Sri Lankan English

  • sri lankan english (sle, en-lk[1]) or ceylonese english is the english language as it is used in sri lanka. in sri lanka it is colloquially known as singlish, a term dating from 1972.[2] sri lankan english is principally categorised as the standard variety and the non-standard variety, which is called as "not pot english".the classification of sle as a separate dialect of english is controversial.[3][4] english in sri lanka is spoken by approximately 23.8% of the population (2012 est.), and widely used for official and commercial purposes.[5] sri lankan english being the native language of approximately 5400 people thus challenges braj kachru's placement of it in the outer circle.[6] furthermore it is taught as a compulsory second language in local schools from grade one to thirteen and sri lankans pay special attention on learning english both as children and adults. it is considered even today that access and exposure to english from one's childhood in sri lanka is to be born with a silver spoon in one's mouth.

    the british colonial presence in south asia led to the introduction of english to sri lanka. since 1681, some words have been borrowed from the sinhala and tamil language by english.[7] in 1948, sri lanka gained independence from the united kingdom and english was no longer the only official language. in subsequent years, inequality in access to education, and national conflict have confounded the development and use of sle, particularly in sri lankan literature.[8][9] sle varies from british or american english in elements such as colloquialisms, vocabulary, syntax, pronunciation and emphasis of syllables.

  • sri lankan words in english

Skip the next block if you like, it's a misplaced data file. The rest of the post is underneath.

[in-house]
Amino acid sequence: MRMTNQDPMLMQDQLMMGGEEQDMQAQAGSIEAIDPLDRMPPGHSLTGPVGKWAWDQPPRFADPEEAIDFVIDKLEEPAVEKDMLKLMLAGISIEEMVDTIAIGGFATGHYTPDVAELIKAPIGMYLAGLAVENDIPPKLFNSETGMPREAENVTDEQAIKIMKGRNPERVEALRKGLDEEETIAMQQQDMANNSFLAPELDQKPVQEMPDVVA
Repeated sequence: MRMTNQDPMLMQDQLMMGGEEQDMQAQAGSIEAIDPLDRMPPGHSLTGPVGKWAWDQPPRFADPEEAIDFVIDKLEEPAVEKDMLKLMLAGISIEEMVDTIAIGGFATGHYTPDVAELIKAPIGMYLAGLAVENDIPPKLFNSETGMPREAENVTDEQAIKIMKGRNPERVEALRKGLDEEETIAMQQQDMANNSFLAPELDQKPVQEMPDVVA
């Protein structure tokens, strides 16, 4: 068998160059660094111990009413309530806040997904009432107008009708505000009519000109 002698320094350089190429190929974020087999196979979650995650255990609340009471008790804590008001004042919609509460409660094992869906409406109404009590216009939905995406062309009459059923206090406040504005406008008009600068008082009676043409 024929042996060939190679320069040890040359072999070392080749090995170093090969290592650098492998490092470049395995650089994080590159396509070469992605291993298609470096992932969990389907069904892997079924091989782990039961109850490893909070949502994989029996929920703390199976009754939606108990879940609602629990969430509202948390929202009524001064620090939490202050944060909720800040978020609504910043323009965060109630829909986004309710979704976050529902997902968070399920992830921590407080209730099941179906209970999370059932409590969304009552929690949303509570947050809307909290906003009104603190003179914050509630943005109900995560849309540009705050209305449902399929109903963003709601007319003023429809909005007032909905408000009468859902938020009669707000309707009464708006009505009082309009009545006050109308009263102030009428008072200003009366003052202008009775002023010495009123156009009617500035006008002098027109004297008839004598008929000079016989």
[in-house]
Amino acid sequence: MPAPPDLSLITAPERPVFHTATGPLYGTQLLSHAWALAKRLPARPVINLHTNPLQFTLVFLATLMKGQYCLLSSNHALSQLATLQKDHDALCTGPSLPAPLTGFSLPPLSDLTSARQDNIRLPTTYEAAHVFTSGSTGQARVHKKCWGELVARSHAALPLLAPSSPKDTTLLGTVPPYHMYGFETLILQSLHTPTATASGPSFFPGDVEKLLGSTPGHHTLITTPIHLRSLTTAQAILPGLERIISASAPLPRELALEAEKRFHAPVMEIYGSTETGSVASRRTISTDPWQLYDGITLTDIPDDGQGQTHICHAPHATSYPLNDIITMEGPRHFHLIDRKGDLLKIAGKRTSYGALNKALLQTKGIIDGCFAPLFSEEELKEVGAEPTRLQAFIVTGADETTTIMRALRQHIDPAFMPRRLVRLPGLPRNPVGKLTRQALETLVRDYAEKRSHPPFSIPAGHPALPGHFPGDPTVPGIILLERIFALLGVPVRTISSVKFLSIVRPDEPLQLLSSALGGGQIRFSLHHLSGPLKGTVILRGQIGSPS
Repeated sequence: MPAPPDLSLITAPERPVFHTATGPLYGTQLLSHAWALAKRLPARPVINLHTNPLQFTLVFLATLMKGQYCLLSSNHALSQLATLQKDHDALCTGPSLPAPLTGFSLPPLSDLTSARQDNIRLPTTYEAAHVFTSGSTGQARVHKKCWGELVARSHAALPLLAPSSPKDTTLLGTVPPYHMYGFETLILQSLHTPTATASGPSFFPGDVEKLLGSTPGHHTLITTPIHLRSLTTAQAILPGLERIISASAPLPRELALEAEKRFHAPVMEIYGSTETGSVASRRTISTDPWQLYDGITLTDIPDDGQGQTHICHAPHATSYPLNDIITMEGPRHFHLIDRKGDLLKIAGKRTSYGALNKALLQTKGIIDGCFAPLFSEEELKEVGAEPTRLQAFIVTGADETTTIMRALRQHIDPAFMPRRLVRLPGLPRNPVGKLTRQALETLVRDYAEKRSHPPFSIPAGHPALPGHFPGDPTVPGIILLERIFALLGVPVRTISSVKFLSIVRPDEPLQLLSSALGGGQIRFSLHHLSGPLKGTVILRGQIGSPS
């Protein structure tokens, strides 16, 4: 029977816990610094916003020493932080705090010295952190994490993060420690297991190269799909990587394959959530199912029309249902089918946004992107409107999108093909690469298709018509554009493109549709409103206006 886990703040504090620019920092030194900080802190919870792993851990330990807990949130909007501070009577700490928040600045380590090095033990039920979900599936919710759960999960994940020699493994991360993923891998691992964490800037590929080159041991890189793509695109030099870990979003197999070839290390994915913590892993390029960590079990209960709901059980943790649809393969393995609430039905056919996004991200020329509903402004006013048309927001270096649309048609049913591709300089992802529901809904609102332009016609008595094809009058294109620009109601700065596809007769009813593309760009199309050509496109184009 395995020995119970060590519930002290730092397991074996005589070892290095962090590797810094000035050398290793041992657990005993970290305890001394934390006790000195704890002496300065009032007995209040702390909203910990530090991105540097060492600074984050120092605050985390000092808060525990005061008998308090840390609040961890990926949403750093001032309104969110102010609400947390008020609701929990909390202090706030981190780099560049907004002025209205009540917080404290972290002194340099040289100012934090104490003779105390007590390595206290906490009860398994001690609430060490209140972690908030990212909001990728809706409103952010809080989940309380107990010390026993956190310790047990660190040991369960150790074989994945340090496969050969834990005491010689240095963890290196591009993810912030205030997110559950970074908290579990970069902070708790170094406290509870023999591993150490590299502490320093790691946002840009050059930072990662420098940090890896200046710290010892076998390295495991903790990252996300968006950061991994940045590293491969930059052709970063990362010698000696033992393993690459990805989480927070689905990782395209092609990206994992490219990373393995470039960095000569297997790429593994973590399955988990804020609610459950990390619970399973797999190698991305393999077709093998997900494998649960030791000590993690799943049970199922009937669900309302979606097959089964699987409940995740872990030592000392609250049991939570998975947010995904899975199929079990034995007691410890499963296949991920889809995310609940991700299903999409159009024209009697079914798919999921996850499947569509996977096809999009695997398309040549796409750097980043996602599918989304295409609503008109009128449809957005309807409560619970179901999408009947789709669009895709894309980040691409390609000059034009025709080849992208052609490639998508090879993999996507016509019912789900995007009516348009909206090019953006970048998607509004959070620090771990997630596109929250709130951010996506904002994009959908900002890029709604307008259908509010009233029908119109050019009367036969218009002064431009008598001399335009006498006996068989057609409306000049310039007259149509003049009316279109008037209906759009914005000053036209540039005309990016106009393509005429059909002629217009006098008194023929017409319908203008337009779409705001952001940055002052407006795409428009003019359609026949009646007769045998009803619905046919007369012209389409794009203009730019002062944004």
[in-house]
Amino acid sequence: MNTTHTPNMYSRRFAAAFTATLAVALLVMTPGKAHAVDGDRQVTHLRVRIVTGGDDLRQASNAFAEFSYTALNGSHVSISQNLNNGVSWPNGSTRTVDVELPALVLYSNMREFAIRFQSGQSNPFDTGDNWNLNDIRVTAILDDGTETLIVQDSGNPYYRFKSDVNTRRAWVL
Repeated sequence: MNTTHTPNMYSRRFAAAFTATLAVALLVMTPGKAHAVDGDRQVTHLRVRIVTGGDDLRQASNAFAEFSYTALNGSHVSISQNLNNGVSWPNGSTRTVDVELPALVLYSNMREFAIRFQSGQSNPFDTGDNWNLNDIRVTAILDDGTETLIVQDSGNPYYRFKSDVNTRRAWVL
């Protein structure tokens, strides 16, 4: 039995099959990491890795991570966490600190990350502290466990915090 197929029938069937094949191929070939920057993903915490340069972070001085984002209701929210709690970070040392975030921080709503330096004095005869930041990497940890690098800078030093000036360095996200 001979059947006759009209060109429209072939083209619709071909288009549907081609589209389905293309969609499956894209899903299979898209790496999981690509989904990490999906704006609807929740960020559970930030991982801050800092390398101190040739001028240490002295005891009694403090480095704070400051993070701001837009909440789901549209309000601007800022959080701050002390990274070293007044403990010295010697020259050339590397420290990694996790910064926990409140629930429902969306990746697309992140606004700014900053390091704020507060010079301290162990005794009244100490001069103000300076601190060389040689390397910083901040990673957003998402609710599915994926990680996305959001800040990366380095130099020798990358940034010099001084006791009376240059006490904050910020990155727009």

• attitudes to sri lankan english
  • colloquialisms
  • vocabulary
  • grammar
  • pronunciation
  • other features
  • major publications
  • see also
  • references
  • external links and sources

Sri Lankan English (SLE, en-LK[1]) or Ceylonese English is the English language as it is used in Sri Lanka. In Sri Lanka it is colloquially known as Singlish, a term dating from 1972.[2] Sri Lankan English is principally categorised as the Standard Variety and the Non-standard Variety, which is called as "Not Pot English".The classification of SLE as a separate dialect of English is controversial.[3][4] English in Sri Lanka is spoken by approximately 23.8% of the population (2012 est.), and widely used for official and commercial purposes.[5] Sri Lankan English being the native language of approximately 5400 people thus challenges Braj Kachru's placement of it in the Outer Circle.[6] Furthermore it is taught as a compulsory second language in local schools from grade one to thirteen and Sri Lankans pay special attention on learning English both as children and adults. It is considered even today that access and exposure to English from one's childhood in Sri Lanka is to be born with a silver spoon in one's mouth.

The British colonial presence in South Asia led to the introduction of English to Sri Lanka. Since 1681, some words have been borrowed from the Sinhala and Tamil language by English.[7] In 1948, Sri Lanka gained independence from the United Kingdom and English was no longer the only official language. In subsequent years, inequality in access to education, and national conflict have confounded the development and use of SLE, particularly in Sri Lankan literature.[8][9] SLE varies from British or American English in elements such as colloquialisms, vocabulary, syntax, pronunciation and emphasis of syllables.